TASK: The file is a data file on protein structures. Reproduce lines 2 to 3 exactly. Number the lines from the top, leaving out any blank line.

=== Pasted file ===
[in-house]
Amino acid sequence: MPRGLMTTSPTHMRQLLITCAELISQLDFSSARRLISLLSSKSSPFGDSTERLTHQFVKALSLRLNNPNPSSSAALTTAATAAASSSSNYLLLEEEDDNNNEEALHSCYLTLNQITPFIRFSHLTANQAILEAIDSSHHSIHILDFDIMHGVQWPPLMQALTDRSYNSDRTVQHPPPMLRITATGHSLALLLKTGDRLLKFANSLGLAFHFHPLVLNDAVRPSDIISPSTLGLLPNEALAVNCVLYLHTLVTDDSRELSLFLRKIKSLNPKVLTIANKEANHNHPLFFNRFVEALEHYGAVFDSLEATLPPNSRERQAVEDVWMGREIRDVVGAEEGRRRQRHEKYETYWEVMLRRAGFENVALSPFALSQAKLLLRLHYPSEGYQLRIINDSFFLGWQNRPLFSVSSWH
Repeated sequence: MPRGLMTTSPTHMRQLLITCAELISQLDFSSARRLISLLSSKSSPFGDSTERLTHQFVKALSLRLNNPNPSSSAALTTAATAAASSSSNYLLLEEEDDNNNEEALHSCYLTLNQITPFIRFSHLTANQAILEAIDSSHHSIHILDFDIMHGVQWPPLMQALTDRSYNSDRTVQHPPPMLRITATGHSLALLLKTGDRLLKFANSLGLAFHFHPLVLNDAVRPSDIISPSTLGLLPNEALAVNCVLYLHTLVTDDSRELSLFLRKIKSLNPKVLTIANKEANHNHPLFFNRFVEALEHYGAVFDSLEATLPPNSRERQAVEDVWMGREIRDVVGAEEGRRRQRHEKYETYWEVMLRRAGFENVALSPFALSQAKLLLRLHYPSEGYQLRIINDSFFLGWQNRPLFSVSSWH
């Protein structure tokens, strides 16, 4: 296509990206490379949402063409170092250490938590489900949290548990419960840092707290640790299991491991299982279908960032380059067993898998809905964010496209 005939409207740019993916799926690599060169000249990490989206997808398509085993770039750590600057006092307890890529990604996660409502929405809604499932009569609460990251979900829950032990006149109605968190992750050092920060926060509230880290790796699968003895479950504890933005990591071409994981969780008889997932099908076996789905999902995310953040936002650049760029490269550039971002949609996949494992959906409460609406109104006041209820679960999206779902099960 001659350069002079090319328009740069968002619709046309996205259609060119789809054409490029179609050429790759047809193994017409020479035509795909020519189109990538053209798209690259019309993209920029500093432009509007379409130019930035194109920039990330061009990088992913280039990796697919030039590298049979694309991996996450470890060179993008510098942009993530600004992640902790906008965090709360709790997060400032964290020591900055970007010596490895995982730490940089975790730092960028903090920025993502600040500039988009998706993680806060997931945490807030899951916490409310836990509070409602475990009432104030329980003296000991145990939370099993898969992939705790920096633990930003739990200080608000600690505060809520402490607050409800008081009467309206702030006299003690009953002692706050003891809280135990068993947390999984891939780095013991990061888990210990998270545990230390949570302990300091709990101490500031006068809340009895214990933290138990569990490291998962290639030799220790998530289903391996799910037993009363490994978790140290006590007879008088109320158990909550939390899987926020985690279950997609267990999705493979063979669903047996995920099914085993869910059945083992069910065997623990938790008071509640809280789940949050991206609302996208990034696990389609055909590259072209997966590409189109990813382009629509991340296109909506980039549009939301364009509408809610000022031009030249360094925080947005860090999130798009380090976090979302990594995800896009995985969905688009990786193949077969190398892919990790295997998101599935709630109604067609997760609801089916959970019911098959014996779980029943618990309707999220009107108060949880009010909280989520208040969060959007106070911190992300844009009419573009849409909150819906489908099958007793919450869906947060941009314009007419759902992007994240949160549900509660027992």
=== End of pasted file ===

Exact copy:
Amino acid sequence: MPRGLMTTSPTHMRQLLITCAELISQLDFSSARRLISLLSSKSSPFGDSTERLTHQFVKALSLRLNNPNPSSSAALTTAATAAASSSSNYLLLEEEDDNNNEEALHSCYLTLNQITPFIRFSHLTANQAILEAIDSSHHSIHILDFDIMHGVQWPPLMQALTDRSYNSDRTVQHPPPMLRITATGHSLALLLKTGDRLLKFANSLGLAFHFHPLVLNDAVRPSDIISPSTLGLLPNEALAVNCVLYLHTLVTDDSRELSLFLRKIKSLNPKVLTIANKEANHNHPLFFNRFVEALEHYGAVFDSLEATLPPNSRERQAVEDVWMGREIRDVVGAEEGRRRQRHEKYETYWEVMLRRAGFENVALSPFALSQAKLLLRLHYPSEGYQLRIINDSFFLGWQNRPLFSVSSWH
Repeated sequence: MPRGLMTTSPTHMRQLLITCAELISQLDFSSARRLISLLSSKSSPFGDSTERLTHQFVKALSLRLNNPNPSSSAALTTAATAAASSSSNYLLLEEEDDNNNEEALHSCYLTLNQITPFIRFSHLTANQAILEAIDSSHHSIHILDFDIMHGVQWPPLMQALTDRSYNSDRTVQHPPPMLRITATGHSLALLLKTGDRLLKFANSLGLAFHFHPLVLNDAVRPSDIISPSTLGLLPNEALAVNCVLYLHTLVTDDSRELSLFLRKIKSLNPKVLTIANKEANHNHPLFFNRFVEALEHYGAVFDSLEATLPPNSRERQAVEDVWMGREIRDVVGAEEGRRRQRHEKYETYWEVMLRRAGFENVALSPFALSQAKLLLRLHYPSEGYQLRIINDSFFLGWQNRPLFSVSSWH